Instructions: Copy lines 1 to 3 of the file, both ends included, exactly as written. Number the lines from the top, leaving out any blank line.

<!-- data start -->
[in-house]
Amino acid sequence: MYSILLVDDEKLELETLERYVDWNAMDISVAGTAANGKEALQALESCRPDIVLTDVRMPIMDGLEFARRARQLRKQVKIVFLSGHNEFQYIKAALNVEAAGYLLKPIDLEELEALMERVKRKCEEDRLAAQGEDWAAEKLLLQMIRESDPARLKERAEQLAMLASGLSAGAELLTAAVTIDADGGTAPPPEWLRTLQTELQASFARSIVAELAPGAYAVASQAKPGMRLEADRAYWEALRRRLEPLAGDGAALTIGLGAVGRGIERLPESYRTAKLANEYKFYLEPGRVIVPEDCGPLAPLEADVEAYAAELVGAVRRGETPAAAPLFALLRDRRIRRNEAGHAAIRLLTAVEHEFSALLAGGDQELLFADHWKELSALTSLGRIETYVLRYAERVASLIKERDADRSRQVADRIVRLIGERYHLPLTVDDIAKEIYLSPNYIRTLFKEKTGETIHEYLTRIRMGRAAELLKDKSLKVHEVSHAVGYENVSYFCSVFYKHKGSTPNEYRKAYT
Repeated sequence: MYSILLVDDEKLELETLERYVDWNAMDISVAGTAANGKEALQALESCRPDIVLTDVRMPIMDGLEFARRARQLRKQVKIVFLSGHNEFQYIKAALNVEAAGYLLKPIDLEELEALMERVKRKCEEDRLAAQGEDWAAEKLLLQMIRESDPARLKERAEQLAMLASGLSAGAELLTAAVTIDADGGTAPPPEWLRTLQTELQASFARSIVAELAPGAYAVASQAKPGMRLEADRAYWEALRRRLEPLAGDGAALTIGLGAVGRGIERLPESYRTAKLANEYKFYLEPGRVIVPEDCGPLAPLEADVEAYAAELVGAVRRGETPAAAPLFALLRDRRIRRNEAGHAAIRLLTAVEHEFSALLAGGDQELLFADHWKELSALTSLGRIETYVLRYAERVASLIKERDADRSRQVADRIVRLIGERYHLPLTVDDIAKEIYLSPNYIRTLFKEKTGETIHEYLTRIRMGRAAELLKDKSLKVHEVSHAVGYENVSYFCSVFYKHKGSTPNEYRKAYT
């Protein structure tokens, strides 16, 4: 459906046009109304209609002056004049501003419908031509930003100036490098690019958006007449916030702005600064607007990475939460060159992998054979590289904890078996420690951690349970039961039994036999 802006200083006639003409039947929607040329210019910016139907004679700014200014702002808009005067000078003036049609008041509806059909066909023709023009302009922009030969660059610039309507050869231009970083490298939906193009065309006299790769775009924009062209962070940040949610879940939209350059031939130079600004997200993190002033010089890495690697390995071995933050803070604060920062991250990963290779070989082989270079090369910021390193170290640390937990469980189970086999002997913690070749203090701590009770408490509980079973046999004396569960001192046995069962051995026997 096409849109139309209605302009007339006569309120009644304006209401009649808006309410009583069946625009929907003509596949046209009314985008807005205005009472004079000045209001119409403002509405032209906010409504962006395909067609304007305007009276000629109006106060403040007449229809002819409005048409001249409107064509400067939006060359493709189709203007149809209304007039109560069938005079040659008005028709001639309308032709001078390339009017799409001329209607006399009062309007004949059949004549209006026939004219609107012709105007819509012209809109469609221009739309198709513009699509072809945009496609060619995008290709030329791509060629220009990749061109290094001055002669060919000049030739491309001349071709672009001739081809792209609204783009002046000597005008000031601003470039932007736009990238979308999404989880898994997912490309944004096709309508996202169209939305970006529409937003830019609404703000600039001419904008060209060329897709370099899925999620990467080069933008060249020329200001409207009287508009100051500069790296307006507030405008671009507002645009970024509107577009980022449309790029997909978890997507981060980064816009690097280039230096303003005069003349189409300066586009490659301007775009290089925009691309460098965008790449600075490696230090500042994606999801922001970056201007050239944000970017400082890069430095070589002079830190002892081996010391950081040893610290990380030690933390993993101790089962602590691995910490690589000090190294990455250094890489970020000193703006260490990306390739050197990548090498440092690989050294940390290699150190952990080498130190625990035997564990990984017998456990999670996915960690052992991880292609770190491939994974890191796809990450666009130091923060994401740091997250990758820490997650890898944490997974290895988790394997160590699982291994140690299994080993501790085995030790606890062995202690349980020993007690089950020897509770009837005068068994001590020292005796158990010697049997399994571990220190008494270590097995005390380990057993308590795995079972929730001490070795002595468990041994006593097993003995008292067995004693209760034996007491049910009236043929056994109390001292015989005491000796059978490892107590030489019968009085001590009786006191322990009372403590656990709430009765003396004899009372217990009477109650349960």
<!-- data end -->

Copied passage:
[in-house]
Amino acid sequence: MYSILLVDDEKLELETLERYVDWNAMDISVAGTAANGKEALQALESCRPDIVLTDVRMPIMDGLEFARRARQLRKQVKIVFLSGHNEFQYIKAALNVEAAGYLLKPIDLEELEALMERVKRKCEEDRLAAQGEDWAAEKLLLQMIRESDPARLKERAEQLAMLASGLSAGAELLTAAVTIDADGGTAPPPEWLRTLQTELQASFARSIVAELAPGAYAVASQAKPGMRLEADRAYWEALRRRLEPLAGDGAALTIGLGAVGRGIERLPESYRTAKLANEYKFYLEPGRVIVPEDCGPLAPLEADVEAYAAELVGAVRRGETPAAAPLFALLRDRRIRRNEAGHAAIRLLTAVEHEFSALLAGGDQELLFADHWKELSALTSLGRIETYVLRYAERVASLIKERDADRSRQVADRIVRLIGERYHLPLTVDDIAKEIYLSPNYIRTLFKEKTGETIHEYLTRIRMGRAAELLKDKSLKVHEVSHAVGYENVSYFCSVFYKHKGSTPNEYRKAYT
Repeated sequence: MYSILLVDDEKLELETLERYVDWNAMDISVAGTAANGKEALQALESCRPDIVLTDVRMPIMDGLEFARRARQLRKQVKIVFLSGHNEFQYIKAALNVEAAGYLLKPIDLEELEALMERVKRKCEEDRLAAQGEDWAAEKLLLQMIRESDPARLKERAEQLAMLASGLSAGAELLTAAVTIDADGGTAPPPEWLRTLQTELQASFARSIVAELAPGAYAVASQAKPGMRLEADRAYWEALRRRLEPLAGDGAALTIGLGAVGRGIERLPESYRTAKLANEYKFYLEPGRVIVPEDCGPLAPLEADVEAYAAELVGAVRRGETPAAAPLFALLRDRRIRRNEAGHAAIRLLTAVEHEFSALLAGGDQELLFADHWKELSALTSLGRIETYVLRYAERVASLIKERDADRSRQVADRIVRLIGERYHLPLTVDDIAKEIYLSPNYIRTLFKEKTGETIHEYLTRIRMGRAAELLKDKSLKVHEVSHAVGYENVSYFCSVFYKHKGSTPNEYRKAYT